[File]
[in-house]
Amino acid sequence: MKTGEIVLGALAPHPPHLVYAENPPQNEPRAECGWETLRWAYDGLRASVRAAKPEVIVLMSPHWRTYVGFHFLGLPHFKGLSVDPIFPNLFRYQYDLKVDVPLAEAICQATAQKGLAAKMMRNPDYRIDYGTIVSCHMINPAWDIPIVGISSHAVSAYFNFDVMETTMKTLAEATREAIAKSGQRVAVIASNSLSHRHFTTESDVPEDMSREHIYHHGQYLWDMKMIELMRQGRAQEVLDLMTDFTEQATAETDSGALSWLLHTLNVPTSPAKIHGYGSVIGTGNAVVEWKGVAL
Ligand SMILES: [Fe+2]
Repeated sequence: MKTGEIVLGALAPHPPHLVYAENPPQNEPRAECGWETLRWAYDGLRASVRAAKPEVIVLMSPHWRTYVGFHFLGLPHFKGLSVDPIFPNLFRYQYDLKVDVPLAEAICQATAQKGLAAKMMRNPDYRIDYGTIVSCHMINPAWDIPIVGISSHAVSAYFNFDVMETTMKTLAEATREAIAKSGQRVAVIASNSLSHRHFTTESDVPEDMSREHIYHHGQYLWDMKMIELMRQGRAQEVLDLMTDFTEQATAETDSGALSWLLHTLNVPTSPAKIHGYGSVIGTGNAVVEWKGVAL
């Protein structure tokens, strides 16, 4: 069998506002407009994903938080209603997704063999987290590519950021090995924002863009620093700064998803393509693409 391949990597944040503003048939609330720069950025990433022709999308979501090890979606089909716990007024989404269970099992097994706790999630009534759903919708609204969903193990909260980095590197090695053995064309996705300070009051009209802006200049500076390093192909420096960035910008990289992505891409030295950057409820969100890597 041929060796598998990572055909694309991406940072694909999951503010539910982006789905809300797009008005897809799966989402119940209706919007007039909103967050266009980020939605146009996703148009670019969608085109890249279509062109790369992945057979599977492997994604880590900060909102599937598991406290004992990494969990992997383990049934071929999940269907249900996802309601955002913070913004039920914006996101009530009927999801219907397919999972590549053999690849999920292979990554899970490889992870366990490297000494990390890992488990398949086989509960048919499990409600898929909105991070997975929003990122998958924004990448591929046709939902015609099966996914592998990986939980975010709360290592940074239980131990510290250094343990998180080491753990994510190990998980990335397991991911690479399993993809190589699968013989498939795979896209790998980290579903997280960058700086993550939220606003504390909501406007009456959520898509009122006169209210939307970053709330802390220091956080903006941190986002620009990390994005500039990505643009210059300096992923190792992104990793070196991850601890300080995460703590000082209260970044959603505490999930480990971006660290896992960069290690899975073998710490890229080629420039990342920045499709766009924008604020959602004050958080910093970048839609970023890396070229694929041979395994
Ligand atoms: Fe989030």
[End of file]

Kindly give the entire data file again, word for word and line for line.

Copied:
[in-house]
Amino acid sequence: MKTGEIVLGALAPHPPHLVYAENPPQNEPRAECGWETLRWAYDGLRASVRAAKPEVIVLMSPHWRTYVGFHFLGLPHFKGLSVDPIFPNLFRYQYDLKVDVPLAEAICQATAQKGLAAKMMRNPDYRIDYGTIVSCHMINPAWDIPIVGISSHAVSAYFNFDVMETTMKTLAEATREAIAKSGQRVAVIASNSLSHRHFTTESDVPEDMSREHIYHHGQYLWDMKMIELMRQGRAQEVLDLMTDFTEQATAETDSGALSWLLHTLNVPTSPAKIHGYGSVIGTGNAVVEWKGVAL
Ligand SMILES: [Fe+2]
Repeated sequence: MKTGEIVLGALAPHPPHLVYAENPPQNEPRAECGWETLRWAYDGLRASVRAAKPEVIVLMSPHWRTYVGFHFLGLPHFKGLSVDPIFPNLFRYQYDLKVDVPLAEAICQATAQKGLAAKMMRNPDYRIDYGTIVSCHMINPAWDIPIVGISSHAVSAYFNFDVMETTMKTLAEATREAIAKSGQRVAVIASNSLSHRHFTTESDVPEDMSREHIYHHGQYLWDMKMIELMRQGRAQEVLDLMTDFTEQATAETDSGALSWLLHTLNVPTSPAKIHGYGSVIGTGNAVVEWKGVAL
């Protein structure tokens, strides 16, 4: 069998506002407009994903938080209603997704063999987290590519950021090995924002863009620093700064998803393509693409 391949990597944040503003048939609330720069950025990433022709999308979501090890979606089909716990007024989404269970099992097994706790999630009534759903919708609204969903193990909260980095590197090695053995064309996705300070009051009209802006200049500076390093192909420096960035910008990289992505891409030295950057409820969100890597 041929060796598998990572055909694309991406940072694909999951503010539910982006789905809300797009008005897809799966989402119940209706919007007039909103967050266009980020939605146009996703148009670019969608085109890249279509062109790369992945057979599977492997994604880590900060909102599937598991406290004992990494969990992997383990049934071929999940269907249900996802309601955002913070913004039920914006996101009530009927999801219907397919999972590549053999690849999920292979990554899970490889992870366990490297000494990390890992488990398949086989509960048919499990409600898929909105991070997975929003990122998958924004990448591929046709939902015609099966996914592998990986939980975010709360290592940074239980131990510290250094343990998180080491753990994510190990998980990335397991991911690479399993993809190589699968013989498939795979896209790998980290579903997280960058700086993550939220606003504390909501406007009456959520898509009122006169209210939307970053709330802390220091956080903006941190986002620009990390994005500039990505643009210059300096992923190792992104990793070196991850601890300080995460703590000082209260970044959603505490999930480990971006660290896992960069290690899975073998710490890229080629420039990342920045499709766009924008604020959602004050958080910093970048839609970023890396070229694929041979395994
Ligand atoms: Fe989030």